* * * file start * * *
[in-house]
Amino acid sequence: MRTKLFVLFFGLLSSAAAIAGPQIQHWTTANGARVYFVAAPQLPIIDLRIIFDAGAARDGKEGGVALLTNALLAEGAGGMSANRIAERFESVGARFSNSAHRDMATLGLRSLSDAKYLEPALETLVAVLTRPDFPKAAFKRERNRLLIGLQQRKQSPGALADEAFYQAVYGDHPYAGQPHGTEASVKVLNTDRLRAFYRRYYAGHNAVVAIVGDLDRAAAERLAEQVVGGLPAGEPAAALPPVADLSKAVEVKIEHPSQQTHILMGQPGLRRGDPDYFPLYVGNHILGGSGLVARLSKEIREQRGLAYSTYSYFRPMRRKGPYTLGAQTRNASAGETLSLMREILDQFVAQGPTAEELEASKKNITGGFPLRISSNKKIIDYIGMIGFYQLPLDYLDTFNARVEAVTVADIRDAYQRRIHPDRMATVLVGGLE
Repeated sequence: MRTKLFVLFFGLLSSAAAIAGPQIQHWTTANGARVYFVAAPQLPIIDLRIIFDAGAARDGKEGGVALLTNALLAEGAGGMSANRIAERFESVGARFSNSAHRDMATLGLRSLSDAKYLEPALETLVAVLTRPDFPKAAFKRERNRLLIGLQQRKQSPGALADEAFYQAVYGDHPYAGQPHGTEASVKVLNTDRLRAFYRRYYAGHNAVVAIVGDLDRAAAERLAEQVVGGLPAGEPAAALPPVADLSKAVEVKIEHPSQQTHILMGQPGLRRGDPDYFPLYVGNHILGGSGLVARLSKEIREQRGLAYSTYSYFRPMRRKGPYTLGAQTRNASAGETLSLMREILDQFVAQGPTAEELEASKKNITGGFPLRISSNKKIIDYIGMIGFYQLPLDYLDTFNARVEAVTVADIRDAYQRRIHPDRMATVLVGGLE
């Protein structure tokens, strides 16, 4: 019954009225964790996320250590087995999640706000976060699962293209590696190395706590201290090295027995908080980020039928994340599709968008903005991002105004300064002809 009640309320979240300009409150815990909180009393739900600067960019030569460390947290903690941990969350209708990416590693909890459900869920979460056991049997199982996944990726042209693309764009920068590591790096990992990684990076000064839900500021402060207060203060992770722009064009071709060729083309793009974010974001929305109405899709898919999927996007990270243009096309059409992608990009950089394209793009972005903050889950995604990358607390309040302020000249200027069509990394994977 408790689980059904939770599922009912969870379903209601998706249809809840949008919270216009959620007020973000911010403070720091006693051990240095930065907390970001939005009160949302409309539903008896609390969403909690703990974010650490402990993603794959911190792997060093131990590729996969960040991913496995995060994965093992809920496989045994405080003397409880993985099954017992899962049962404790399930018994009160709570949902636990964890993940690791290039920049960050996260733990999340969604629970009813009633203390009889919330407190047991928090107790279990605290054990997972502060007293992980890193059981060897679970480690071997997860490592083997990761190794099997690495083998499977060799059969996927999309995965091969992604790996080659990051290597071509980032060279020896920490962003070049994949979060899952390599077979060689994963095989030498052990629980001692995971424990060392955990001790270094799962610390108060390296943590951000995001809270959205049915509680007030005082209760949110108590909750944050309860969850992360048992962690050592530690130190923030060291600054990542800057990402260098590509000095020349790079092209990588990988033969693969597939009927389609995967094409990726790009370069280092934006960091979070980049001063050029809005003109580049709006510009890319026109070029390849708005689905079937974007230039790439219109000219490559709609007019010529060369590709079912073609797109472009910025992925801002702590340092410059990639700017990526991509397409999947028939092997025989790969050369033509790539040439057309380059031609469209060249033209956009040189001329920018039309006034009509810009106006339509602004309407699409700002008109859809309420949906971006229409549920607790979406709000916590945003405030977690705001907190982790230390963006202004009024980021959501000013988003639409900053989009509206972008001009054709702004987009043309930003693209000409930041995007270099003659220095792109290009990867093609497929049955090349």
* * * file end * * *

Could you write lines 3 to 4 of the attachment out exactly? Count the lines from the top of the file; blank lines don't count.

Repeated sequence: MRTKLFVLFFGLLSSAAAIAGPQIQHWTTANGARVYFVAAPQLPIIDLRIIFDAGAARDGKEGGVALLTNALLAEGAGGMSANRIAERFESVGARFSNSAHRDMATLGLRSLSDAKYLEPALETLVAVLTRPDFPKAAFKRERNRLLIGLQQRKQSPGALADEAFYQAVYGDHPYAGQPHGTEASVKVLNTDRLRAFYRRYYAGHNAVVAIVGDLDRAAAERLAEQVVGGLPAGEPAAALPPVADLSKAVEVKIEHPSQQTHILMGQPGLRRGDPDYFPLYVGNHILGGSGLVARLSKEIREQRGLAYSTYSYFRPMRRKGPYTLGAQTRNASAGETLSLMREILDQFVAQGPTAEELEASKKNITGGFPLRISSNKKIIDYIGMIGFYQLPLDYLDTFNARVEAVTVADIRDAYQRRIHPDRMATVLVGGLE
């Protein structure tokens, strides 16, 4: 019954009225964790996320250590087995999640706000976060699962293209590696190395706590201290090295027995908080980020039928994340599709968008903005991002105004300064002809 009640309320979240300009409150815990909180009393739900600067960019030569460390947290903690941990969350209708990416590693909890459900869920979460056991049997199982996944990726042209693309764009920068590591790096990992990684990076000064839900500021402060207060203060992770722009064009071709060729083309793009974010974001929305109405899709898919999927996007990270243009096309059409992608990009950089394209793009972005903050889950995604990358607390309040302020000249200027069509990394994977 408790689980059904939770599922009912969870379903209601998706249809809840949008919270216009959620007020973000911010403070720091006693051990240095930065907390970001939005009160949302409309539903008896609390969403909690703990974010650490402990993603794959911190792997060093131990590729996969960040991913496995995060994965093992809920496989045994405080003397409880993985099954017992899962049962404790399930018994009160709570949902636990964890993940690791290039920049960050996260733990999340969604629970009813009633203390009889919330407190047991928090107790279990605290054990997972502060007293992980890193059981060897679970480690071997997860490592083997990761190794099997690495083998499977060799059969996927999309995965091969992604790996080659990051290597071509980032060279020896920490962003070049994949979060899952390599077979060689994963095989030498052990629980001692995971424990060392955990001790270094799962610390108060390296943590951000995001809270959205049915509680007030005082209760949110108590909750944050309860969850992360048992962690050592530690130190923030060291600054990542800057990402260098590509000095020349790079092209990588990988033969693969597939009927389609995967094409990726790009370069280092934006960091979070980049001063050029809005003109580049709006510009890319026109070029390849708005689905079937974007230039790439219109000219490559709609007019010529060369590709079912073609797109472009910025992925801002702590340092410059990639700017990526991509397409999947028939092997025989790969050369033509790539040439057309380059031609469209060249033209956009040189001329920018039309006034009509810009106006339509602004309407699409700002008109859809309420949906971006229409549920607790979406709000916590945003405030977690705001907190982790230390963006202004009024980021959501000013988003639409900053989009509206972008001009054709702004987009043309930003693209000409930041995007270099003659220095792109290009990867093609497929049955090349």